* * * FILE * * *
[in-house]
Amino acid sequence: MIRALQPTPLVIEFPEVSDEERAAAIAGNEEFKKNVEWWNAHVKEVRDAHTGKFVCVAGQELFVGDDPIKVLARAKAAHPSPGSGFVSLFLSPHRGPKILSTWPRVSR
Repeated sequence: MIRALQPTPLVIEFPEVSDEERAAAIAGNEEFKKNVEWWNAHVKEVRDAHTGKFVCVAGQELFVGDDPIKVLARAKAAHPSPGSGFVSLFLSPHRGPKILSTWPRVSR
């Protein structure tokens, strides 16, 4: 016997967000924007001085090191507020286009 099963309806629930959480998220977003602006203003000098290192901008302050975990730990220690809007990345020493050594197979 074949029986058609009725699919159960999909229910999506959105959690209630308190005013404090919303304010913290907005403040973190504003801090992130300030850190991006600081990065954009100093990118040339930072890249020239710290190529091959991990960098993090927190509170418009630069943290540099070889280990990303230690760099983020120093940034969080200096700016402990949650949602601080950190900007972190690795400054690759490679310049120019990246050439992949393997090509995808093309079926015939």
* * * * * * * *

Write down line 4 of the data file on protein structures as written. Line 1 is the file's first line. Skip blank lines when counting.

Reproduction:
């Protein structure tokens, strides 16, 4: 016997967000924007001085090191507020286009 099963309806629930959480998220977003602006203003000098290192901008302050975990730990220690809007990345020493050594197979 074949029986058609009725699919159960999909229910999506959105959690209630308190005013404090919303304010913290907005403040973190504003801090992130300030850190991006600081990065954009100093990118040339930072890249020239710290190529091959991990960098993090927190509170418009630069943290540099070889280990990303230690760099983020120093940034969080200096700016402990949650949602601080950190900007972190690795400054690759490679310049120019990246050439992949393997090509995808093309079926015939």